The irony should not be lost on landlords that 'a bill to make provision for the reduction of burdens resulting from legislation for businesses or other organisations or for individuals' should result in some even more complex regulations that private landlords will have to deal with.
Under the Bill the Government is to introduce new measures for the Private Rented Sector (PRS) which will:
1 ' Effectively prevent so called retaliatory of 'revenge' evictions where landlords are thought to evict their tenants when faced with complaints about the condition of the property. This is the most complex section of the proposed legislation affecting landlords and has the potential to delay the eviction process substantially where tenants make complaints about repairs.
2 ' Prevent landlords and their agents serving section 21 notices early, that is soon after the start of a tenancy and setting a limit to the time the s21 notice remains effective.
3 ' The simplification and standardisation of the section 21 notice by the use of a prescribed form notice, and ending the common confusion over s21 notice dates by removing the requirement to have periodic notices ending on the last day of a tenancy period.
4 ' Preventing the service of a valid s21 notice where the landlord is in breach of a range of legal requirements, in addition to the current deposit and licensing requirements, which will now include Energy Performance Certificates (EPCs) and Gas Safety Certificates.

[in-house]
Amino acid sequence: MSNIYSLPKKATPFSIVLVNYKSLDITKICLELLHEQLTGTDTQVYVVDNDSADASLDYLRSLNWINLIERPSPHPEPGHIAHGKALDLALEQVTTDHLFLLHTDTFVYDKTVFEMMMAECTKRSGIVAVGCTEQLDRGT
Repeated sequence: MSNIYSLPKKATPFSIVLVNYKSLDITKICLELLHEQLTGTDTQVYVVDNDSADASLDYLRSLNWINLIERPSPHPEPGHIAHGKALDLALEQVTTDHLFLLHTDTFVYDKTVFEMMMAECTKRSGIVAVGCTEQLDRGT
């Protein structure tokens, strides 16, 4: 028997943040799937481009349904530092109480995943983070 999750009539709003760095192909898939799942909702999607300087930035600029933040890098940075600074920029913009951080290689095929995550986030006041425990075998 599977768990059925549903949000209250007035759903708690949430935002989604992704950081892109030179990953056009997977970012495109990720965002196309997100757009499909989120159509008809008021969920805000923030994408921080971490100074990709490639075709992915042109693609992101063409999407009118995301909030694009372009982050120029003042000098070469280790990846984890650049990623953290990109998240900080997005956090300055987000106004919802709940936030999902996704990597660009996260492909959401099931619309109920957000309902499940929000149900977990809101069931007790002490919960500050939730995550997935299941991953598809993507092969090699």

5 ' The Bill is also to contain measures designed to remove the on-going confusion over the Deposit Protection regulations following the Superstrike v. Rodrigues and Charalambous & Anor v Maureen Rosairie NG Court of Appeal cases.
The Bill will be debated again in full by the Lords on March 4 before returning to the Commons for its final reading. It is likely that it will be passed by MPs and receive Royal Assent, becoming law on 30th March 2015.
The main item affecting landlords from the amendments passed last week by the Lords will be that if and when the Bill becomes law, when a complaint alleging disrepair is received by a residential landlord, the local authority housing inspectors will become involved if the landlord cannot resolve the matter within 14 days. This could then delay the possibility of serving a valid eviction notice to a minimum of 6 months wait.
Although provision is made in the Bill to restore a situation where tenant might bring an unjustified complaint, used perhaps as a delaying tactic, for example when in arrears with rent payments, there does not appear to be any consequence or penalty on the tenant for taking such action.
Landlords and the landlord associations have expressed concerns about possible extended delays in cases where evictions are justified, especially as local authority housing officers and the courts are known to be overloaded and under resourced, even before this legislation appears.
Article courtesy of LandlordZONE